I haven’t looked at all those sites, and some may be there simply to confuse the issue. I don’t know if there is some common elements which could be isolated, given the seeming subjects of some of them, yet I have been familiar with many of the more prominent sites and found reporting that largely echoed the real situations, backed up by various sources I’ve seen which were not from simple reporting but more primary sources which refuted US propaganda and disinformation.
      Now, Wikileaks is in a class of it own in that it does not do ‘reporting’ as such, or interpretation, or opinion, but transmitting primary material others have sent to them. This is not to say that all the ‘alternative news’ always has it right, or that some may not also spread disinformation, but judging the reliability of each of those sites has nothing to do with WP’s fake news article or Propornot site — or previous instances of US propaganda and ‘manufacturing consent’.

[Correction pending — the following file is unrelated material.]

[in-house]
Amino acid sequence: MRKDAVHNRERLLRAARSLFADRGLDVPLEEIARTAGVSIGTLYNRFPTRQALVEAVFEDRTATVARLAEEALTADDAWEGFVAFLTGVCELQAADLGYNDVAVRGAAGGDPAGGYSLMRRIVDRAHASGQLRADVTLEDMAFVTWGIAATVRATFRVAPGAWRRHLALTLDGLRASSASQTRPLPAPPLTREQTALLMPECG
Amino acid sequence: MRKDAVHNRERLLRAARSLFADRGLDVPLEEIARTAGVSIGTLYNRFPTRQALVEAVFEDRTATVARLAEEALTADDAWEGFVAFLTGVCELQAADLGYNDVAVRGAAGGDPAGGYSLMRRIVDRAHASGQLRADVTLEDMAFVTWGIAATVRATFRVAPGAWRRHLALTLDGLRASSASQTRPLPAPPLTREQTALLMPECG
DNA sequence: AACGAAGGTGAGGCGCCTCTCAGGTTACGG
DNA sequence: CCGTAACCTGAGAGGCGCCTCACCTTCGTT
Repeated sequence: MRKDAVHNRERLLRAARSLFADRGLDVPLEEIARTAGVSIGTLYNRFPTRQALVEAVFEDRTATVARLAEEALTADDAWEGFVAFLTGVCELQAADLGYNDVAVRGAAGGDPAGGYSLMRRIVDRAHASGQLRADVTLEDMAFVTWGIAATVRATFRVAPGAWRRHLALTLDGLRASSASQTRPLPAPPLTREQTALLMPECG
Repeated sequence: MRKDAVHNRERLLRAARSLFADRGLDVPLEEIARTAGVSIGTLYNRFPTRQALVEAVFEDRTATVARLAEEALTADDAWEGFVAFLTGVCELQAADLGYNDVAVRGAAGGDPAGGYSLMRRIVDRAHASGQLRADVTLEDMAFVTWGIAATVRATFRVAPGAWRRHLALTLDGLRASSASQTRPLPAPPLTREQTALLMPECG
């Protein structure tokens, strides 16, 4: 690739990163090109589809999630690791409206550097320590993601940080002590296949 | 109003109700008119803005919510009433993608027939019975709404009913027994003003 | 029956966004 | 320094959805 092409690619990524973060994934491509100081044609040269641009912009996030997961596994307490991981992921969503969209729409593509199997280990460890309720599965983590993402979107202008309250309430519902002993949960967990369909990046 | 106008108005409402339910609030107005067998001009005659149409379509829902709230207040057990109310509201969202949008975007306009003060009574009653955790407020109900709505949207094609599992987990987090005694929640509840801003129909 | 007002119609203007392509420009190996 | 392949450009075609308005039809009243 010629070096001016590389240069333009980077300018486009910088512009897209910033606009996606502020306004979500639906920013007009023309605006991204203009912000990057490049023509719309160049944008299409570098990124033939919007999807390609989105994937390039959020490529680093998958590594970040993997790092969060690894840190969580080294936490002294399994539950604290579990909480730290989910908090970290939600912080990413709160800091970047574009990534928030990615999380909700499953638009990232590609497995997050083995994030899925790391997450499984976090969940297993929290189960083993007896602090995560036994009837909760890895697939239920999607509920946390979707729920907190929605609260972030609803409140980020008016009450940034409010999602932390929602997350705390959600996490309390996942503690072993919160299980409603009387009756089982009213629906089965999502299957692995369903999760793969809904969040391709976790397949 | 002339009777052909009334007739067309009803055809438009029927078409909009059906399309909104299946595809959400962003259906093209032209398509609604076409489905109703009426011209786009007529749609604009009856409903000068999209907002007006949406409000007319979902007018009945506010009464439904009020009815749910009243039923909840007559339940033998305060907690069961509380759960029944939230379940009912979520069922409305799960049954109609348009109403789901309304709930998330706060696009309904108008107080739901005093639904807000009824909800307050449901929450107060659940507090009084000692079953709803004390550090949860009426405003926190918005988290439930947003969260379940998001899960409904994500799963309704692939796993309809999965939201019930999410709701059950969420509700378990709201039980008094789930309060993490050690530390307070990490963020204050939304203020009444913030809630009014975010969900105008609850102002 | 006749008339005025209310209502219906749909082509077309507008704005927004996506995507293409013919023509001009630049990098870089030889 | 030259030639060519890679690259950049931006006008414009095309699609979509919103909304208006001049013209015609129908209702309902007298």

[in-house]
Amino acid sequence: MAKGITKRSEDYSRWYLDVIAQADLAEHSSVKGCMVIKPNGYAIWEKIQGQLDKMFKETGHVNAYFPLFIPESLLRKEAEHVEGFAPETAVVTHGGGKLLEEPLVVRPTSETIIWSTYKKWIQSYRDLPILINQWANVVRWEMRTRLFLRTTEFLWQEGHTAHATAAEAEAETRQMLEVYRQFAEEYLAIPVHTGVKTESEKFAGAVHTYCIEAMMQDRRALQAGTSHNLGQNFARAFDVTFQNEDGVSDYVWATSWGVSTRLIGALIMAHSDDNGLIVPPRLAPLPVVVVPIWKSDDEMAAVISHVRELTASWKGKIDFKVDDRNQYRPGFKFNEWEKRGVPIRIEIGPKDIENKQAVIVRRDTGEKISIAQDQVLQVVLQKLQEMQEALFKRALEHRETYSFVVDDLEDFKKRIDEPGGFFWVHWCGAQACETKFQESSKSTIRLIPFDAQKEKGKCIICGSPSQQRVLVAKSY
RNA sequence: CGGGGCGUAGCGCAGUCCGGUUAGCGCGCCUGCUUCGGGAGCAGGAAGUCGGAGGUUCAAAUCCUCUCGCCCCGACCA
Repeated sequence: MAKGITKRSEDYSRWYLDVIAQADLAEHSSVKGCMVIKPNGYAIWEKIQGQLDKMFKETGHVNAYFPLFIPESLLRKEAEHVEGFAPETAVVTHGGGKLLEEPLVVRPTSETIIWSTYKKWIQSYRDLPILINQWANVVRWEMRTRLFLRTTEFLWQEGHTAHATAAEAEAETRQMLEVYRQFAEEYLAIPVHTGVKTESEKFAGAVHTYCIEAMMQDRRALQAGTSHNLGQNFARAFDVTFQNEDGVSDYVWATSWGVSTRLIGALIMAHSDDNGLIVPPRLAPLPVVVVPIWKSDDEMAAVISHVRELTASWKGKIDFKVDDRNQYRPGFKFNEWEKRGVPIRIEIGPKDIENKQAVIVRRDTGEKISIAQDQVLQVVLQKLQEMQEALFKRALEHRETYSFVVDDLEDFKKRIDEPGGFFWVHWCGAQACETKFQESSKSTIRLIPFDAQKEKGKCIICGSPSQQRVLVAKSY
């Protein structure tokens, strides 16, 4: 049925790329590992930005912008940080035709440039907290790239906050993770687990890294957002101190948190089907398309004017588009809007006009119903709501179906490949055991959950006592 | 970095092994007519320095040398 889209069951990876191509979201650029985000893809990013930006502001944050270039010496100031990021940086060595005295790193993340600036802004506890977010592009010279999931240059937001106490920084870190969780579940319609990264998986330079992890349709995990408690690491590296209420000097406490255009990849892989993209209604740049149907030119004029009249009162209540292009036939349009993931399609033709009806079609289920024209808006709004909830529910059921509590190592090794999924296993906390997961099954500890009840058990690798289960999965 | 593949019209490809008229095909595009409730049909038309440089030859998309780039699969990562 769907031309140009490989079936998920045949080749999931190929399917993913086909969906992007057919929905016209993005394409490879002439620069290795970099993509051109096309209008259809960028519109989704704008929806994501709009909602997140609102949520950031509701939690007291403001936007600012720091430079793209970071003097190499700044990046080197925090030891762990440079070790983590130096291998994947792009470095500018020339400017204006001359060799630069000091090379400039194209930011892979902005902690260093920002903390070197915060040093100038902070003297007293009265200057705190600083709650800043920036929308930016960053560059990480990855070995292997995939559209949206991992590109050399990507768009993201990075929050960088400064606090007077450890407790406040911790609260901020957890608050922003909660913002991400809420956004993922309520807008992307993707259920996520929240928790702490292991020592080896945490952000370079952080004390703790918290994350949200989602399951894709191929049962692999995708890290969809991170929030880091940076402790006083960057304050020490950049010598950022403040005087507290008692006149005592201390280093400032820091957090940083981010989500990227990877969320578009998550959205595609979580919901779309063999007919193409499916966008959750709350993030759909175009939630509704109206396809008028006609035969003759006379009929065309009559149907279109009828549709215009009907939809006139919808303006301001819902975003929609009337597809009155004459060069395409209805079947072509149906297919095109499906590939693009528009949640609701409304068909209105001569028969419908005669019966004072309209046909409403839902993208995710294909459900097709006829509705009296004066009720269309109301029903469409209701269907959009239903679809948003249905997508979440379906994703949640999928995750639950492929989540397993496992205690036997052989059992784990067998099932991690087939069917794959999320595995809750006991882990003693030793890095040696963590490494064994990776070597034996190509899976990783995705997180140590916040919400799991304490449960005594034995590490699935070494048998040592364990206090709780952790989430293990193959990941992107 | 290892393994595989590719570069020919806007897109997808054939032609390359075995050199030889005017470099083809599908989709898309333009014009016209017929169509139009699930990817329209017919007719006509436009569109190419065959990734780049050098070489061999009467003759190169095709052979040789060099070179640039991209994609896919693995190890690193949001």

At the same time, it is easy to see how the US media, with corporate and government input, is an echo chamber with often little or no relevance to the truth, but rather based on building a narrative (actual ‘fake news’) which supports the agenda of someone with power (Iraq’s (non-existent) WMDs, the incubator babies in Kuwait, and the Ghouta chemical sarin attacks being well known examples).

    • Annonymous II

      “Almost everyone in media, except I guess the WA Post now, seems to be madly in love with Putin and Russia.” And your point is . . . .? And ‘madly in love’ ? ! ? Are you ‘madly in love’? I saw nothing anywhere in the boatloads of discussion about the wonderful pRopOrnOt debacle, everyone on line, except in your comment about anyone being in love. The question of love-maybe a counselor is needed?

      This statement : “Propornot is likely not measuring what groups think about austerity or the national debt or U.S. government misconduct” shows you really missed the whole point of the discussion from top to bottom. Rewind, play again

  5. from the wikipedia page called Fake News web site: